The Tall Street Journal

Growing up I regularly had heart palpitations, aka just beating really hard in my chest, even if I was just laying around. Of course, this was of great concern, and finally one day I went to the Georgia Tech Health Center. Unfortunately, they got an irregular EKG (heart monitoring machine reading) back on my report. They immediately sent me to Emory to get further testing. For a month I had to wear a heart monitor, record its patterns when it went crazy and then phone them into the hospital. At the end of the ordeal, they had no idea what the problem was.

I found out later in life, my uncle also experienced something similar growing up and so have other tall people I've asked about it. Then a few months ago a friend of mine, Marge Tamas, who is a medical writer at my company passed on some new information regarding the QT Interval.

The QT Interval represents the conduction delay between the time that the ventricles fire off and the heart muscle recharges. Basically, its a timing mechanism and longer intervals in the EKG tell healthcare professionals something could be wrong. Well, in a recent study, they have discovered that people with bigger hearts (aka taller people and athletes) will naturally have longer QT intervals because the heart is bigger.

This is by no means to say not to worry if you are having heart problems, definitely see your physician. However, at the time I was diagnosed with what I suppose was a longer QT, I was told by a crying nurse that I could die at any minute. Now that may be a bit overboard and tramatic to a 19 year old trying to play college basketball at the time.

Here is the article
http://www.reuters.com/article/healthNews/idUSTON40532920080124

Any other stories on heart and cardio stuff some may care to share?

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I had palpitations all my life. It got to the point that i was taking all the meds they could give me and it still happened. Then would have to go to the ER and get flat-lined and re-started. Not fun.
Finally I went and had cardiac ablation. Thats when they go in thru the leg and kill part of the heart with RF (radio frequency). It was an uncomfortable procedure, but it was absalutely life changing. I am so glad I did it. no more palpitations at all!

The 5 stents I have are a different story.......
This is interesting. Last time I had a full medical the doctor was telling me my heart sounded irregular and he wanted me to wear a heart monitor for 24 hours. I never did that but my grandpa did have a couple of heart attacks. Has anyone in your family had heart attacks?
My dad is 6'5 and had a heart attack around 50 or so I guess. I'm not very close with him.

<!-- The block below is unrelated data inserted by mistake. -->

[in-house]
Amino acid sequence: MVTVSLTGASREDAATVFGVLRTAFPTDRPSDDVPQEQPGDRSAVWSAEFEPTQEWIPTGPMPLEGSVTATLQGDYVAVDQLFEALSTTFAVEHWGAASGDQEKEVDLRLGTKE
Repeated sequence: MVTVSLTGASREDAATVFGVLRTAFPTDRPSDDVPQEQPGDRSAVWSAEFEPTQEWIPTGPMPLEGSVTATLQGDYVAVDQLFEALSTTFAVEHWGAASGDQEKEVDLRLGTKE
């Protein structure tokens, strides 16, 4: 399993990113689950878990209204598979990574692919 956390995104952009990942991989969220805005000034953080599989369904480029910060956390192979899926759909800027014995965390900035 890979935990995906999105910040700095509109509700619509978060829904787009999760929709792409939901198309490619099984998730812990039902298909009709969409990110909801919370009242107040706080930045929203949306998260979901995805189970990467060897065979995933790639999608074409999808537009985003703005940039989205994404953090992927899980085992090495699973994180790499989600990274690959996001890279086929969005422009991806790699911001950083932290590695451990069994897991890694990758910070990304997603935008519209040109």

I really wish I could find a "tall" doctor, like a doctor that specializes in "tallness". Hopefully one day we will get a doctor on here that specializes in this sort of thing. I think it would be awesome and if they were within a few hours of Atlanta, I'd change doctors immediately and drive the distance every year or so for a physical.
I keep looking. It is kind of shocking that it isn't immediately apparent, and I even work in medical education.

I noticed that Manute Bol (7'7") Former NBA Player passed away this week of a kidney disease. He was 47, no idea if height played a role, but I would like to know.
This is really interesting Cheyenne. I wonder if it makes sense to ask our doctors if there are informal ways they can talk to other doctors. Really tall people, like you - I'm not that tall, are pretty rare and most doctors never see any. If they could compare notes and compile data it would be good. Maybe a good place to start is with doctors who happen to be tall.

I go to a sport medicine doctor and PT when I am injured from my running and they do tell me things to do and not do given my height. I will ask where they learned this and how they communicate.

My family is not tall, but some heart conditions are common, so I was advised to change my diet and exercise. It was stressed particularly because I am tall. but I don't know if they have good reasons to suggest that for tall people.
I wrote a little piece on exercises based on what I was hearing from the sports doctor and PT I visit. I am not a medical type, so use caution. I do get a lot of exercise though...

http://www.thetallstreetjournal.com/profiles/blogs/exercises-for-ta...

My family and extended family are not tall, I'm the exception by a good margin. We do have a lot of heart disease and everyone is rail thin. For the heart disease I don't know how much of that is hereditary and how much is bad eating, but my doctor told me that taller people should be careful with their hearts and have good eating and exercise habits. She also stresses good posture and exercise to prevent back problems later in life. I've become pretty religious about this and practice a Mediterranean vegetarian (not vegan) diet.

I have heard some rules of thumb for heights above which there are a variety of problems. There are also studies that look at breast cancer and skin melanoma issues due to excessive growth hormone. I've read through some of them and some are in conflict with others.

There are some very tall people here who probably have some good knowledge. Cheyenne and Dave Rasmussen for example.

I have not done this, but one approach would be to get in contact with researchers in hospitals who study pituitary issues as well as Marfan's. They may have connections with doctors who are used to issues of tallness.

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